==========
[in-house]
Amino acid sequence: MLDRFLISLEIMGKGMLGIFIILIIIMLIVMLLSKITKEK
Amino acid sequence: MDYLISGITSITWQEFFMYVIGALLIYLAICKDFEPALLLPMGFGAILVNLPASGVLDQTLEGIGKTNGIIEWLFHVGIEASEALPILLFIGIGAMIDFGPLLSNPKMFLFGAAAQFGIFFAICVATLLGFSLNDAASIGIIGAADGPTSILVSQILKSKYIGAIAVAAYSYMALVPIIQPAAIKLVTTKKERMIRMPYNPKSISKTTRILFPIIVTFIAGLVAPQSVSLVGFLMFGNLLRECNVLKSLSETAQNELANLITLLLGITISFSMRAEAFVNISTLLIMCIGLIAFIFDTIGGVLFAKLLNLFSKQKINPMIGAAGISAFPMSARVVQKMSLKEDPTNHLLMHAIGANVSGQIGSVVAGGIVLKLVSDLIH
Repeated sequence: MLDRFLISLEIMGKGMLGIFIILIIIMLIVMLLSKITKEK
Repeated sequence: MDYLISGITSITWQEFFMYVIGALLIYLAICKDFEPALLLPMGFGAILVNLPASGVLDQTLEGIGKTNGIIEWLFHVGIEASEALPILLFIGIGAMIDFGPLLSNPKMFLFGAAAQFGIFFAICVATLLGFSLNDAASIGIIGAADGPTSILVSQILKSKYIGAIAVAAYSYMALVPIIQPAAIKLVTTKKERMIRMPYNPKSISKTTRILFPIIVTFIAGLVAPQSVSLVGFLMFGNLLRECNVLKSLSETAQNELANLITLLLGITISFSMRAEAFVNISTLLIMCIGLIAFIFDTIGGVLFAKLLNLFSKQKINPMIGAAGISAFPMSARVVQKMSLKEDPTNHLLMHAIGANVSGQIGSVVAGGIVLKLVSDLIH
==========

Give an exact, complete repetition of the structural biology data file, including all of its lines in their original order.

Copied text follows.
[in-house]
Amino acid sequence: MLDRFLISLEIMGKGMLGIFIILIIIMLIVMLLSKITKEK
Amino acid sequence: MDYLISGITSITWQEFFMYVIGALLIYLAICKDFEPALLLPMGFGAILVNLPASGVLDQTLEGIGKTNGIIEWLFHVGIEASEALPILLFIGIGAMIDFGPLLSNPKMFLFGAAAQFGIFFAICVATLLGFSLNDAASIGIIGAADGPTSILVSQILKSKYIGAIAVAAYSYMALVPIIQPAAIKLVTTKKERMIRMPYNPKSISKTTRILFPIIVTFIAGLVAPQSVSLVGFLMFGNLLRECNVLKSLSETAQNELANLITLLLGITISFSMRAEAFVNISTLLIMCIGLIAFIFDTIGGVLFAKLLNLFSKQKINPMIGAAGISAFPMSARVVQKMSLKEDPTNHLLMHAIGANVSGQIGSVVAGGIVLKLVSDLIH
Repeated sequence: MLDRFLISLEIMGKGMLGIFIILIIIMLIVMLLSKITKEK
Repeated sequence: MDYLISGITSITWQEFFMYVIGALLIYLAICKDFEPALLLPMGFGAILVNLPASGVLDQTLEGIGKTNGIIEWLFHVGIEASEALPILLFIGIGAMIDFGPLLSNPKMFLFGAAAQFGIFFAICVATLLGFSLNDAASIGIIGAADGPTSILVSQILKSKYIGAIAVAAYSYMALVPIIQPAAIKLVTTKKERMIRMPYNPKSISKTTRILFPIIVTFIAGLVAPQSVSLVGFLMFGNLLRECNVLKSLSETAQNELANLITLLLGITISFSMRAEAFVNISTLLIMCIGLIAFIFDTIGGVLFAKLLNLFSKQKINPMIGAAGISAFPMSARVVQKMSLKEDPTNHLLMHAIGANVSGQIGSVVAGGIVLKLVSDLIH